You can get some idea of the origins of Hasidism as a mystical Jewish movement by reading about the Rabbi Yisrael Baal Shem Tov. This writeup focuses on the roles of acosmism and concepts of holiness in the development of Hadisism.

Early in the history of Hasidism, notable rebbes attempted to define the movement. Two central ideas arose. One was that Hasidism was a way of “working on oneself”—a path of self-improvement. Another, put into words by Dov Baer, in a private letter, was that “all is God.” The first has guided Hasidism a great deal, and is visible today in the strict Orthodox religious observance and moral teachings of modern Hasidic Judaism. The second, termed acosmism (and quite similar to pantheism), was a revolutionary statement in its time, and still does not reconcile easily with the dualistic traditions of Jewish theology. Nevertheless, it has exerted subtle but important influence on the developments of both Hasidic and Renewal Judaism.

One of the problems that Dov Baer’s statement poses is its seeming contradiction of the concept of kadosh (often translated as “holiness”), an idea that goes back to ancient Israelite religion. Kadosh joins together the notions of the separateness and the holiness of God, and is thus the source of a dualism between Heaven and Earth: that which is of the world must be separated from the sanctity of the divine. This is hard to make sense of if all is God. Kadosh was and is important to Hasidim, however, and Hasidism continued to stress observance of mitzvot (commanded good deeds) and halacha (Jewish law). The most radical rabbis conceded that theoretically halacha was unnecessary, because all was holy, but argued that it would not be right to live without traditional law until the time of the messiah.

Another example of an idea that potentially conflicts with acosmism is devekut, meditation and prayer with the intent of “cleaving to God.” Devekut was also a strong aspect of early Hasidism, but its very name suggests a separation between God and the self. This contradiction may be fine, though, if one distinguishes between reality and his understanding of it: all is in fact God, but to realize this one must come closer to his own image of God through devekut. In addition, from a historical perspective devekut makes sense within Hasidism because it was not something new, but was instead a common feature of kabbalistic tradition. Hasidic thought in fact takes devekut a step further by connecting it to acosmism: if God is all, then, as Sefat Emet wrote, “every person can attach himself [to God] wherever he is, through the holiness that exists within every single thing, even corporeal things.”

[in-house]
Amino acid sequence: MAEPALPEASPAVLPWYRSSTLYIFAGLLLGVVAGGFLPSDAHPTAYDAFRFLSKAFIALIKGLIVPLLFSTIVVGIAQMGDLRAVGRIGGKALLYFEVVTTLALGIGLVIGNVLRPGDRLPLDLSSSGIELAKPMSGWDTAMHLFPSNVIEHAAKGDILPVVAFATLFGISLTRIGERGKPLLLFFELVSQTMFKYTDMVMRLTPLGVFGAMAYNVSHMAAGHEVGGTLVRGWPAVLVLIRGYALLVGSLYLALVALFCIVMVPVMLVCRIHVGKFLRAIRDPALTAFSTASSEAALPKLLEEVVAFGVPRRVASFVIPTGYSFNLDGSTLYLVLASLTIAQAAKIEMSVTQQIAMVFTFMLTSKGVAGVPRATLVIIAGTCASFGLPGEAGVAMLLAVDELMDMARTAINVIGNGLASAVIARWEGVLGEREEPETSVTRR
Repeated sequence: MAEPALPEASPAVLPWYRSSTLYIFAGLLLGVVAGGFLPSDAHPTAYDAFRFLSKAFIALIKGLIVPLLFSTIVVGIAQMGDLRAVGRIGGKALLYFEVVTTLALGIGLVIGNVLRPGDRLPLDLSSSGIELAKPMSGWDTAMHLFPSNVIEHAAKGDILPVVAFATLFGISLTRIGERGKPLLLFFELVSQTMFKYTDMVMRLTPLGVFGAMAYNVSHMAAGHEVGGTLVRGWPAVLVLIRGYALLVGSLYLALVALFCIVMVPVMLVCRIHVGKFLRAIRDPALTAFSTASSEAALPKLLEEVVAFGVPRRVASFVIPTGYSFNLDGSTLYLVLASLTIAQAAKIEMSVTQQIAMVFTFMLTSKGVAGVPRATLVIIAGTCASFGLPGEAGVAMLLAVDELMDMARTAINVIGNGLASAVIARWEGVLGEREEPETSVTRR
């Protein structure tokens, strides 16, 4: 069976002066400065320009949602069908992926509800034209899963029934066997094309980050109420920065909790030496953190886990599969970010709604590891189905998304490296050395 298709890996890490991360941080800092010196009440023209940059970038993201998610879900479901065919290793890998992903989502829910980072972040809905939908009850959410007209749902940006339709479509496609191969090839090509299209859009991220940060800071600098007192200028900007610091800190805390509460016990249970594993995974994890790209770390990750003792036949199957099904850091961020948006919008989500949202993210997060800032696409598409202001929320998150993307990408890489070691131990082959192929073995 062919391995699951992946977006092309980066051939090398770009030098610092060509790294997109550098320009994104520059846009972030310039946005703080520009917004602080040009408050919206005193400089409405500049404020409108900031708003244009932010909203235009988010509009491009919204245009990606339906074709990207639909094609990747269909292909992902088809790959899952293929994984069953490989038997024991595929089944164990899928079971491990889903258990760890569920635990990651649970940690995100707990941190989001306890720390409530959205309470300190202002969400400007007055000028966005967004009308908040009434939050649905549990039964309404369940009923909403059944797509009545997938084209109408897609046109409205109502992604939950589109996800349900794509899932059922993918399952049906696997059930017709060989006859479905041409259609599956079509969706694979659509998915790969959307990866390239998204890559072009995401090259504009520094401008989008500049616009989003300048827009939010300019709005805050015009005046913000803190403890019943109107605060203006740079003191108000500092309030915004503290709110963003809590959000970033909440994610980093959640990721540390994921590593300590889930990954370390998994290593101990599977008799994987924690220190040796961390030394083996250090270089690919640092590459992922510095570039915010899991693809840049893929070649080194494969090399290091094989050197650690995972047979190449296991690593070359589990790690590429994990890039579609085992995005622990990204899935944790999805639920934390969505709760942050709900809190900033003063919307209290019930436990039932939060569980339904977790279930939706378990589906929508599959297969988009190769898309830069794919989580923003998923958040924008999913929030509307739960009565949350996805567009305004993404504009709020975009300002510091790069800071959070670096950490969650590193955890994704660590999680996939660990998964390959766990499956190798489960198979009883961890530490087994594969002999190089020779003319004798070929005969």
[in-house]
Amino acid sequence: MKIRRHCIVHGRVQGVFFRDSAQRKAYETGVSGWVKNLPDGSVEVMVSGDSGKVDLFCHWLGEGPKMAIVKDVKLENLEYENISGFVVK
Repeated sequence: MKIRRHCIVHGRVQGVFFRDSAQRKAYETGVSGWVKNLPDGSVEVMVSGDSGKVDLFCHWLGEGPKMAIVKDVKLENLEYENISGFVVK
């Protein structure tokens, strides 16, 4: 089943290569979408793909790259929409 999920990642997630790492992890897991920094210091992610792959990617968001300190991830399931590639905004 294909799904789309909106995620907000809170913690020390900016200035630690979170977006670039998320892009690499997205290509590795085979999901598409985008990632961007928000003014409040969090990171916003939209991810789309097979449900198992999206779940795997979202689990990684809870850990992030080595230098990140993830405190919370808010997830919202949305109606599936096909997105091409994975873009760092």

This attachment to God takes work, however. In this way, devekut is related to the other definition of Hasidism as well: it is necessary to “work on oneself” to reach even the lowest rungs of devekut, and the higher rungs require even more spiritual self-improvement. This necessity of working on oneself to achieve devekut makes clear another aspect of Hasidism: that, even if all is God, one is not automatically in constant communion with the divine.

In addition, achieving devekut through the world around us requires consciousness that God is within the world. Many would argue that this consciousness is in fact necessary to live a fulfilling life: Isaiah of Dinovitz made a distinction between taking pleasure from the world as we perceive it and from the true source of the beauty in our world. “Fascination with the world as it appears separate from God,” Miles Krassen writes, “is tantamount to idol worship.” Dualism, then, continues to be an important idea in Hasidism, through the emphasis placed on honoring the Shekinah (presence of God) within the world around us instead of honoring the world itself. This distinction is based on the idea that God’s presence is everywhere, but still distinct from the material world it inhabits. This makes Dov Baer’s acosmism less than literally true, but at the same time demonstrates the influence of its omnipresent element.

Indeed, acosmism has never been a truly pervasive feature of Hasidism: not all Hasidic rebbes and thinkers agree that all is God. More than a concept that is agreed upon by all, then, it is a concept that has influenced all: even modern, devoutly Orthodox Hasidim see God as immanent in their lives. In the history of the Hasidic movement, many teachings have been based upon the concept. The Keter Shem Tov quotes a parable told by the Baal Shem Tov, in which he describes a king creating illusory walls which seem to separate his subjects from him. Viewed through the lens of Hasidic acosmism, this can be interpreted quite clearly: the father is God, and the illusions are our perceptions of the world around us. God is here despite our difficulty in seeing him, but the material appearance of the world makes the realization of this truth a challenge.